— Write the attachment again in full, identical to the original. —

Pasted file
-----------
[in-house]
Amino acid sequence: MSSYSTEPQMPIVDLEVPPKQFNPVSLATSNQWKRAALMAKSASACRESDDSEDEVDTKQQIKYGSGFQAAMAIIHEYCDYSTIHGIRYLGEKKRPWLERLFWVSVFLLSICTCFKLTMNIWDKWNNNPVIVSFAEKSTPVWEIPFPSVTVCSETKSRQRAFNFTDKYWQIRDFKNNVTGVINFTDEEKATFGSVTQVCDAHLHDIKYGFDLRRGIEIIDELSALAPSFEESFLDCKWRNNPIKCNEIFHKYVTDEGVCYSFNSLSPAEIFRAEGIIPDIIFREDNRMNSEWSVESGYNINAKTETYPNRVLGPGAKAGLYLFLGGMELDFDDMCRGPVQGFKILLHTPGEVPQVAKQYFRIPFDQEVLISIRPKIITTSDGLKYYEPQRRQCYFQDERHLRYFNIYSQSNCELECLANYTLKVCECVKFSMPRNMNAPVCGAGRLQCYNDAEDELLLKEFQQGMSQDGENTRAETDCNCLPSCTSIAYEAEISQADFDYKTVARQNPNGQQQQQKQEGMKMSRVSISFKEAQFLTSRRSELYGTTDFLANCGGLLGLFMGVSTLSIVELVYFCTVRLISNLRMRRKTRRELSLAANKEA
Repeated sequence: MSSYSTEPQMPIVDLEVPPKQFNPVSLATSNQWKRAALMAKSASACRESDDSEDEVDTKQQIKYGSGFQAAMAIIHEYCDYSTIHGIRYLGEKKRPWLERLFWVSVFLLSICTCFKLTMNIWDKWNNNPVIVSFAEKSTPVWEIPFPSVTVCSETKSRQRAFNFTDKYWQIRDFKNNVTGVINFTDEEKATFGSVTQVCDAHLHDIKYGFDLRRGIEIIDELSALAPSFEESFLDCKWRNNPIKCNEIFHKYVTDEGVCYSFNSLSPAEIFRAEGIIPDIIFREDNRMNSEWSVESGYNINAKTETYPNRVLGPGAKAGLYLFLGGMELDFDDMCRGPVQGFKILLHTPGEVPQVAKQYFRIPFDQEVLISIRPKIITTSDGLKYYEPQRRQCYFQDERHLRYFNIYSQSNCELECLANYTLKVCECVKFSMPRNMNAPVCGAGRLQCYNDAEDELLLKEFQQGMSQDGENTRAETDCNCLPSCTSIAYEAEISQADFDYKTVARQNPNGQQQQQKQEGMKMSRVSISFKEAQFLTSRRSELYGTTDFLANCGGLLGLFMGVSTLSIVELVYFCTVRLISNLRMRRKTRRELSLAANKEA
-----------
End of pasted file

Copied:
[in-house]
Amino acid sequence: MSSYSTEPQMPIVDLEVPPKQFNPVSLATSNQWKRAALMAKSASACRESDDSEDEVDTKQQIKYGSGFQAAMAIIHEYCDYSTIHGIRYLGEKKRPWLERLFWVSVFLLSICTCFKLTMNIWDKWNNNPVIVSFAEKSTPVWEIPFPSVTVCSETKSRQRAFNFTDKYWQIRDFKNNVTGVINFTDEEKATFGSVTQVCDAHLHDIKYGFDLRRGIEIIDELSALAPSFEESFLDCKWRNNPIKCNEIFHKYVTDEGVCYSFNSLSPAEIFRAEGIIPDIIFREDNRMNSEWSVESGYNINAKTETYPNRVLGPGAKAGLYLFLGGMELDFDDMCRGPVQGFKILLHTPGEVPQVAKQYFRIPFDQEVLISIRPKIITTSDGLKYYEPQRRQCYFQDERHLRYFNIYSQSNCELECLANYTLKVCECVKFSMPRNMNAPVCGAGRLQCYNDAEDELLLKEFQQGMSQDGENTRAETDCNCLPSCTSIAYEAEISQADFDYKTVARQNPNGQQQQQKQEGMKMSRVSISFKEAQFLTSRRSELYGTTDFLANCGGLLGLFMGVSTLSIVELVYFCTVRLISNLRMRRKTRRELSLAANKEA
Repeated sequence: MSSYSTEPQMPIVDLEVPPKQFNPVSLATSNQWKRAALMAKSASACRESDDSEDEVDTKQQIKYGSGFQAAMAIIHEYCDYSTIHGIRYLGEKKRPWLERLFWVSVFLLSICTCFKLTMNIWDKWNNNPVIVSFAEKSTPVWEIPFPSVTVCSETKSRQRAFNFTDKYWQIRDFKNNVTGVINFTDEEKATFGSVTQVCDAHLHDIKYGFDLRRGIEIIDELSALAPSFEESFLDCKWRNNPIKCNEIFHKYVTDEGVCYSFNSLSPAEIFRAEGIIPDIIFREDNRMNSEWSVESGYNINAKTETYPNRVLGPGAKAGLYLFLGGMELDFDDMCRGPVQGFKILLHTPGEVPQVAKQYFRIPFDQEVLISIRPKIITTSDGLKYYEPQRRQCYFQDERHLRYFNIYSQSNCELECLANYTLKVCECVKFSMPRNMNAPVCGAGRLQCYNDAEDELLLKEFQQGMSQDGENTRAETDCNCLPSCTSIAYEAEISQADFDYKTVARQNPNGQQQQQKQEGMKMSRVSISFKEAQFLTSRRSELYGTTDFLANCGGLLGLFMGVSTLSIVELVYFCTVRLISNLRMRRKTRRELSLAANKEA